Stealing the Holy Grail
The reason the Arthurian myth has become such a popular tale since the fifth century is because there is so little evidence of it and that period in time. We’re pretty sure there was someone named Arthur, who may have been a king or some sort of leader or warlord. And the Saxons definitely invaded the country that would one day come to be known as England during this time, led by two brother leaders, Hengist and Horsa. There are sources centuries later that tell a little, but nothing is certain, making it prime fodder for storytelling. Stealing the Holy Grail by S. M. Perlow is a wonderful example of Arthurian work, as we see many familiar characters we have come to know over the centuries, but in a completely new and original story.
The year is 523, and in Francia Princess Cera is one of the special few tasked to protect and keep the Holy Grail from being found. There are many who have searched for this sacred relic; many valiant knights, including Sir Perceval, who has tried and failed the test, but wishes to try again, to remain honorable, true, and valiant. But the world has changed; the Knights of the Round Table are no longer. The great King Arthur has died through mysterious means, while there are rumors that Arthur’s most trusted companion, the magnificent Merlin the Magician, is no longer a trusted ally of Camelot, but is now working for Hengist and the Saxons invading Briton. Princess Cera has had enough of the old ways and of continuing to keep the Grail from everyone, so she has a plan to steal it. But she hopes to use Perceval to help, presenting a dilemma to the valiant knight: can he remain honorable to achieving the Holy Grail and help Cera, whom he has become quite smitten with. Meanwhile, there is the Saxon warrior Roan the Relentless, who has gone through his own battles and tragedies and appears unable to be killed, and now also has interests in seizing the Grail.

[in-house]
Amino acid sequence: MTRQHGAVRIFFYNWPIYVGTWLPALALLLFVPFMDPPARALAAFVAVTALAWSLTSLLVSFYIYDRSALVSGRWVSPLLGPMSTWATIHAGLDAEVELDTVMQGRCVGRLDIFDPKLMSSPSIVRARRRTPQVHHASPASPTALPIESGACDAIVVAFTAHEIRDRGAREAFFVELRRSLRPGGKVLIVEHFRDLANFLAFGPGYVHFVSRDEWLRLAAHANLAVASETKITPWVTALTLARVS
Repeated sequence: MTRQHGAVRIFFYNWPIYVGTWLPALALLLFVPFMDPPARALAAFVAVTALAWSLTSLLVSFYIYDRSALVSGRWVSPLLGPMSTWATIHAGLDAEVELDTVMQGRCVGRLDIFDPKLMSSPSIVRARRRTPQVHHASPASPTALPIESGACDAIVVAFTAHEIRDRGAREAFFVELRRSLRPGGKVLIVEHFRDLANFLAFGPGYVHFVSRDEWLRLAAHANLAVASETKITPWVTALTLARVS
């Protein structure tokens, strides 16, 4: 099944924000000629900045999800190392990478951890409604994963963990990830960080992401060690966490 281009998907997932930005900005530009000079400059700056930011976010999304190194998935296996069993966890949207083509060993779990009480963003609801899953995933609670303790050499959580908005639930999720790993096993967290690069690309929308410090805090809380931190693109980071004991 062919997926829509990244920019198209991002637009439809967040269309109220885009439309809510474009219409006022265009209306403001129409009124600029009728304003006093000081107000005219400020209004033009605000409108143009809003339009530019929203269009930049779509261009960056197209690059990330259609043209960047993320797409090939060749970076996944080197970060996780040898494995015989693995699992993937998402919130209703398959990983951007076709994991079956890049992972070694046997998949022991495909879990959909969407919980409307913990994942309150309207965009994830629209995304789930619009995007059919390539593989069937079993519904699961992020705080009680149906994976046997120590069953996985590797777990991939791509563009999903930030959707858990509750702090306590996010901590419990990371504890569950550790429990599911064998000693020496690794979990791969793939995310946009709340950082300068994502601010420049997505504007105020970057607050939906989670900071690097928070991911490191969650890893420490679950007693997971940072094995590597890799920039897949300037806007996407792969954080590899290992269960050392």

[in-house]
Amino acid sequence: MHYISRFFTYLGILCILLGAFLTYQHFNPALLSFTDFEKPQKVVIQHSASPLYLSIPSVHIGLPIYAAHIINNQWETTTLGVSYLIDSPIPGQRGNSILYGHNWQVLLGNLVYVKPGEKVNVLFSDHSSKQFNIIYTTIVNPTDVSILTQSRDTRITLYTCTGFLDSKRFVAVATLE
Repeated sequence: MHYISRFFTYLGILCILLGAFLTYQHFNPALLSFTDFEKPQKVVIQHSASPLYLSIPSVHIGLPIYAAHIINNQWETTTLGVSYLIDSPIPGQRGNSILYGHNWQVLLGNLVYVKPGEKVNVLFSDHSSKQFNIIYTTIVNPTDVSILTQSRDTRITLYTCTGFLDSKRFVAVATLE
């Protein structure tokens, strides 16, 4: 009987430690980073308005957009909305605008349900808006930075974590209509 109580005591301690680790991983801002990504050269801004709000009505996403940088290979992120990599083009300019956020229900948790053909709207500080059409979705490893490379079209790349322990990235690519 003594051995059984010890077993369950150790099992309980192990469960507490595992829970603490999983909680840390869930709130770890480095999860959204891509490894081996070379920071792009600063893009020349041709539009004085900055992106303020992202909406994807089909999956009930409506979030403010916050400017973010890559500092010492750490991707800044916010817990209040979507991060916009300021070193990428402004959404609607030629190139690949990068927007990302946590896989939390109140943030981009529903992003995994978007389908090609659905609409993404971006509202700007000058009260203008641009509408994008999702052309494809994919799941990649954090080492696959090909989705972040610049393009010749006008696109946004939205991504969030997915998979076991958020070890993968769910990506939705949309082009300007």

Stealing the Holy Grail is a fun, adventurous work of historical fiction with a cast of familiar characters in new settings, conflicts, and circumstances. Perlow does a great job of throwing in the history when necessary, but not overloading the reader with details, which keeps the momentum of the story going. We get to see the likes of Sir Perceval and Merlin cast in new and at times unusual lights. The result is a book that isn’t just another Arthurian retelling, but something new and fresh and different.
|Page Count||331 pages|
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|Category||Science Fiction & Fantasy|